Gathering as much evidence as possible to make death from medication error claims is important. Relevant evidence could be:
- Witness statements. Collect contact details so that a statement can be taken later.
- Copies of scans, medical reports, and doctors’ notes.
- Diary entries of treatments and symptoms. This can highlight the physical and mental state of the deceased before and after the medication error.
Alongside gathering evidence, you should also start the claims process as soon as possible. The Limitation Act 1980 states that there is a three-year time limit to start your claim. This is from the date of receiving the incorrect medication or from the date of knowledge that the medication error caused the death.
Contact our advisors if you have any concerns or are unsure if your claim is valid. We can answer any queries you may have about deaths from medication errors claims and can help you start the claims process.
The Judicial College Guidelines (JCG) display medical negligence compensation brackets for general damages. This includes any physical and psychological damages sustained as a result of third-party negligence. You can also claim for special damages which relate to any financial losses sustained.
We’ve included some examples of general damages listed in the JCG below that may relate to your claim. Please note that the following figures are a guideline.
|Fatality Plus Add-On Claims||Up to £550,00 and over||Compensation awards can relate to the deceased person’s pain and suffering and losses affecting the dependants.|
|Quadriplegia/Tetraplegia||£324,600 - £403,990||The injured person will not be in physical pain but has full awareness of their disability. They require assistance with bodily functions and struggle to communicate.|
|Paraplegia||£219,070 - £284,260||The level of award will depend on the presence and severity of pain, age and life expectancy, and degree of independence.|
|Very Severe Brain Damage||£282,010 - £403,990||Injuries will affect life expectancy, ability to communicate, and physical limitations.|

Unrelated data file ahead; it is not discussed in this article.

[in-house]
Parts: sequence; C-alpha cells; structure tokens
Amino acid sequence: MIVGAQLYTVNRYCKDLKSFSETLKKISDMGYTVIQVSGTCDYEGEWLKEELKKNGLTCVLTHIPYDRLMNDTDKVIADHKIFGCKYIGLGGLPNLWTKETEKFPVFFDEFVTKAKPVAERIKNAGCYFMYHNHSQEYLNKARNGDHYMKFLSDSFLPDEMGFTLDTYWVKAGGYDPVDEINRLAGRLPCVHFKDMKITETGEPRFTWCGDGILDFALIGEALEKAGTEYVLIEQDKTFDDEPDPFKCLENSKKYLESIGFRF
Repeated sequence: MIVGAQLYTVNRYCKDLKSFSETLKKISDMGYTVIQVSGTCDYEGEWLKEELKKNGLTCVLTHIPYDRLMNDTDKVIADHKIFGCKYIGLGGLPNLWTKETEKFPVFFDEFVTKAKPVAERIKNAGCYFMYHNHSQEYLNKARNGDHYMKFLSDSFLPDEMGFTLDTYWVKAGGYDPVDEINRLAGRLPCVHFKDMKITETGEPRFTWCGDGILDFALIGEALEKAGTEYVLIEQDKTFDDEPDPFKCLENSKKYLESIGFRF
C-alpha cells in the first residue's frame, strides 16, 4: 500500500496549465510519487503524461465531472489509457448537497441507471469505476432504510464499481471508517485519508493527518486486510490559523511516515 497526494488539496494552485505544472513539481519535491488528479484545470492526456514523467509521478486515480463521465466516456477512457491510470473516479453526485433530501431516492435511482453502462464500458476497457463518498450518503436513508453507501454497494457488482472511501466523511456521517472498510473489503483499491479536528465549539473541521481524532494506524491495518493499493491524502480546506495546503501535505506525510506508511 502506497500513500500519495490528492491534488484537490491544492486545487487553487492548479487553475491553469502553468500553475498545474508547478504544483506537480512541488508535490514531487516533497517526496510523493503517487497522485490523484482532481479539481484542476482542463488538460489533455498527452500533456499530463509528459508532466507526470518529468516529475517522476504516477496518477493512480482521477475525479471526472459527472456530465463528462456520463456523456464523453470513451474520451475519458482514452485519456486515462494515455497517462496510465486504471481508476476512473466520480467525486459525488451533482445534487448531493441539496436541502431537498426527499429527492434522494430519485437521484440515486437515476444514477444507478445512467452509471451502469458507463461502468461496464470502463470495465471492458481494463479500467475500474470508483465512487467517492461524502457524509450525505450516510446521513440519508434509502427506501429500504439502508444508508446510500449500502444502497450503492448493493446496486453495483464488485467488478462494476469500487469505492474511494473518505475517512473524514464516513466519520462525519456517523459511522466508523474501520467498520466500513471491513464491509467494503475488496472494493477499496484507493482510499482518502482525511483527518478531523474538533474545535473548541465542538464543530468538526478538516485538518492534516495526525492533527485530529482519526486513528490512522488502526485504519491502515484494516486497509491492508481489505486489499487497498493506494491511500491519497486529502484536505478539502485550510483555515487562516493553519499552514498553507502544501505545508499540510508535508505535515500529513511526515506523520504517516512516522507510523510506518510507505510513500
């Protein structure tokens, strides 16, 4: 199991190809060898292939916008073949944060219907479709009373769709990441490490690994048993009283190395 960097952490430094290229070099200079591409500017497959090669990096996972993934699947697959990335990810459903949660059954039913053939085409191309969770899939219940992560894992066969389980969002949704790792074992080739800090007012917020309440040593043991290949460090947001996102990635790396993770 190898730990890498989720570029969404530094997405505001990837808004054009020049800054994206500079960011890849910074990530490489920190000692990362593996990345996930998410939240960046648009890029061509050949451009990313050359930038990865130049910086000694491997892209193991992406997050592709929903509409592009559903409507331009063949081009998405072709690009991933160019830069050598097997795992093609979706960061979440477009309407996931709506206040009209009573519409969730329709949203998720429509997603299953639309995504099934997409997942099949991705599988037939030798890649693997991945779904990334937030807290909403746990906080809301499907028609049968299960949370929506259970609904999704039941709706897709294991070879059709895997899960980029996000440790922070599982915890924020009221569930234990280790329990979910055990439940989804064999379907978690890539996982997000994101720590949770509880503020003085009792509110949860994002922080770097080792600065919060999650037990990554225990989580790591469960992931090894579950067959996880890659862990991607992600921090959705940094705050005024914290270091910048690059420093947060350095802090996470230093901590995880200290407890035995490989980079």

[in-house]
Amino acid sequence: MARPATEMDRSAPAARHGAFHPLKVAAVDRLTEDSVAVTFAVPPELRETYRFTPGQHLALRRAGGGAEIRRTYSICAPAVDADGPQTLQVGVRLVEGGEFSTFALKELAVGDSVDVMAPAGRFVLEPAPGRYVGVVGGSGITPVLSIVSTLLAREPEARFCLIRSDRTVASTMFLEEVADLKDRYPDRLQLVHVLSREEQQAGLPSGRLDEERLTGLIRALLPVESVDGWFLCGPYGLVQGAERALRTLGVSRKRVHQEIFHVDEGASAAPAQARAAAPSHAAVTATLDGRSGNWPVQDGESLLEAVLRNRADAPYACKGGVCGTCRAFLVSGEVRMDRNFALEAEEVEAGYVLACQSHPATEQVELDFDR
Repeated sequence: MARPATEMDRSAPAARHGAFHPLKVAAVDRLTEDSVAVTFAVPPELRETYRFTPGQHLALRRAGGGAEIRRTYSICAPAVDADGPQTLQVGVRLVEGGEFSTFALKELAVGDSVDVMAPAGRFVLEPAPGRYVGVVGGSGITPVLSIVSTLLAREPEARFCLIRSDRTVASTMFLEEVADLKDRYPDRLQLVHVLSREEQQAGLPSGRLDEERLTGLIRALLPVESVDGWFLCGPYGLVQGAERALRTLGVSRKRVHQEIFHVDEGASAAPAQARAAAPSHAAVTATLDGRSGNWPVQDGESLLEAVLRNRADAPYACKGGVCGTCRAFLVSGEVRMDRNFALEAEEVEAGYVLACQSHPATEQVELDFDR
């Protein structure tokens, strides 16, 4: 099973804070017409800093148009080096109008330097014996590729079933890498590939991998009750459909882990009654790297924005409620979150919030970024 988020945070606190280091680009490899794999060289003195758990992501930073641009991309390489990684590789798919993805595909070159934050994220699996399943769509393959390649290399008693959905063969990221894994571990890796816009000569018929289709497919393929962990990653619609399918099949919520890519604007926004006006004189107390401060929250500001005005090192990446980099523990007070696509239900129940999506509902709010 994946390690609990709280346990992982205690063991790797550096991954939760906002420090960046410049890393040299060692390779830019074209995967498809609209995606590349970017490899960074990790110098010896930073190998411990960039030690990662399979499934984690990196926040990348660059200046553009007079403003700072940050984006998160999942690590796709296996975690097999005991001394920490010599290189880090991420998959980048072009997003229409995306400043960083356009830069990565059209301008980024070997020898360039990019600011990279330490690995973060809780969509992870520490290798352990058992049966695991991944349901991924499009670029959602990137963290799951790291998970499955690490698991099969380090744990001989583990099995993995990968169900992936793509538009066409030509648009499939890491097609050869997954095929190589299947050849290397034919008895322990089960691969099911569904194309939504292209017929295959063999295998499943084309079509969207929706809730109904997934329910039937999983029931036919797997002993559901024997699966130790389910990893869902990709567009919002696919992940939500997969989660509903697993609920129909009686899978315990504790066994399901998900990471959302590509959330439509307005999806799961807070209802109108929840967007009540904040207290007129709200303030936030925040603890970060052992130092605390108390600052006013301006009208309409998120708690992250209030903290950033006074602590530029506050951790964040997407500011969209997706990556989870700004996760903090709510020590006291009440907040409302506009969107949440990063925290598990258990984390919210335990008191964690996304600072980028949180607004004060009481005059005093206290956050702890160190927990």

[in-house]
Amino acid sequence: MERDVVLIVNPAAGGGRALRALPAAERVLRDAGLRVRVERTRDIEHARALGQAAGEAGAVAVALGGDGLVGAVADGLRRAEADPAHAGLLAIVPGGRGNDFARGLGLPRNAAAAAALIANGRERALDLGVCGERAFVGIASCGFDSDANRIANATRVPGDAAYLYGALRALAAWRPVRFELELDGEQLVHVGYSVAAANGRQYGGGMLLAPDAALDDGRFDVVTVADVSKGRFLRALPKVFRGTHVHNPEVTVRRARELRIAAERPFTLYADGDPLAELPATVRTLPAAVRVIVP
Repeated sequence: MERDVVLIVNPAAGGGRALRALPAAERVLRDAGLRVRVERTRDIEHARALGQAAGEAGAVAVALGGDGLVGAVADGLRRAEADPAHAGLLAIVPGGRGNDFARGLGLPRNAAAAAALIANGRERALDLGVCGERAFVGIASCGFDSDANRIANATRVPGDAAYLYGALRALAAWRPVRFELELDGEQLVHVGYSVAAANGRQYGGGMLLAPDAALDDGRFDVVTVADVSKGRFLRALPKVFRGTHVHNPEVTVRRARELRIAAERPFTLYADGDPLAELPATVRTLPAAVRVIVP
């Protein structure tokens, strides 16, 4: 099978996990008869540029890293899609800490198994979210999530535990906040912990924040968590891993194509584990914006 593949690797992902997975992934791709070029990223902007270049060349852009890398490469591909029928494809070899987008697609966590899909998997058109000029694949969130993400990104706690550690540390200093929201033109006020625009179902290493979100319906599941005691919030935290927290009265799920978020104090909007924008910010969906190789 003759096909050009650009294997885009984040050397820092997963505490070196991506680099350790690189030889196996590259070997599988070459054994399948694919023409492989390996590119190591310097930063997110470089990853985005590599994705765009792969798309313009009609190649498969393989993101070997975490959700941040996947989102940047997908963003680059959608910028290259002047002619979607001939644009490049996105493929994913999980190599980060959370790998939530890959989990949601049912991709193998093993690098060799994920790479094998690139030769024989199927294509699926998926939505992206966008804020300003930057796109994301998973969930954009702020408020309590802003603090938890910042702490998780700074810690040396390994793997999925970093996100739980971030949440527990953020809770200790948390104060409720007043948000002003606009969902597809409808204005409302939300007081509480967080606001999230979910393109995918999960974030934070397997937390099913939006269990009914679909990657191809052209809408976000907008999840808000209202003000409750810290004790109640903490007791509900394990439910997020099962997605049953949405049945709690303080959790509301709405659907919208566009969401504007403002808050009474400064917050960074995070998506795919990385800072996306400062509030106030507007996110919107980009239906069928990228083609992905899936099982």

|Severe Psychiatric Damage||£54,830 - £115,730||Vulnerability will continue into the future with poor prognosis and effects on the ability to cope with life.|
|Severe Post-Traumatic Stress Disorder (PTSD)||£59,860 - £100,670||The effects will be permanent, preventing the injured person from functioning at a pre-trauma level.|
Contact our advisors for a more accurate estimate of what deaths from medication errors claims could be worth.
What Else Could You Claim For In A Fatal Medical Negligence Claim?
There are other losses you can claim in a fatal medical negligence claim. For instance:
- A bereavement award of £15,210. This can only be claimed by certain qualifying relatives. If more than one person who is eligible for this payment wishes to claim it, they will each receive an equal portion of it.
- Loss of consortium. This accounts for the loss of companionship or familial relationship.
- Past and future earnings of the deceased that the claimant relied on.
- Funeral costs.
You can speak to our advisors for more support regarding what you can claim.
No Win No Fee medical negligence solicitors can provide you with legal representation without requiring any costs upfront or for the duration of your claim. If you are unsuccessful in receiving compensation, there are no fees to pay for their services.
They only request a legally-capped success fee at the end of a successful claim, which they will take from your total settlement. The legal limit to this percentage always ensures you get the majority of your settlement.
Our advisors may be able to put you in contact with a No Win No Fee lawyer with experience in deaths from medication errors claims. Get in touch today to see whether you have a valid case.
See If You Can Claim For Free Today
If you have any questions about anything included in this guide, our advisors are available to help. Our team is available 24/7 to offer you free legal advice and help you start the claims process.
- Reach us at 0800 408 7827
- Speak to an advisor through the live chat
- Ask your questions with the contact form
We’ve included some sources to help provide further guidance on deaths from medication errors claim.
You can read about the role of a litigation friend on the government website.
A General Medical Council prescription error report looks at the causes of these errors.
The NHS release key statistics relating to the work they do.
Thank you for reading. You can see more of our guides here:
- How To Calculate Hospital Negligence Payouts
- How To Make A Stroke Misdiagnosis Claim
- Hospital-Acquired Infection Compensation Claims
- Types Of Medication Errors In Healthcare And How To Claim
- Medication Errors In Hospital – How To Make A Claim
- How To Claim For Medication Errors In Care Homes
- Medication Errors By The NHS – How To Claim
- The Causes Of Medication Errors And How To Claim
- Medication Errors By Nurses – Can I Make A Claim?
Writer Jess Arkinsaw
Publisher Fern Strickland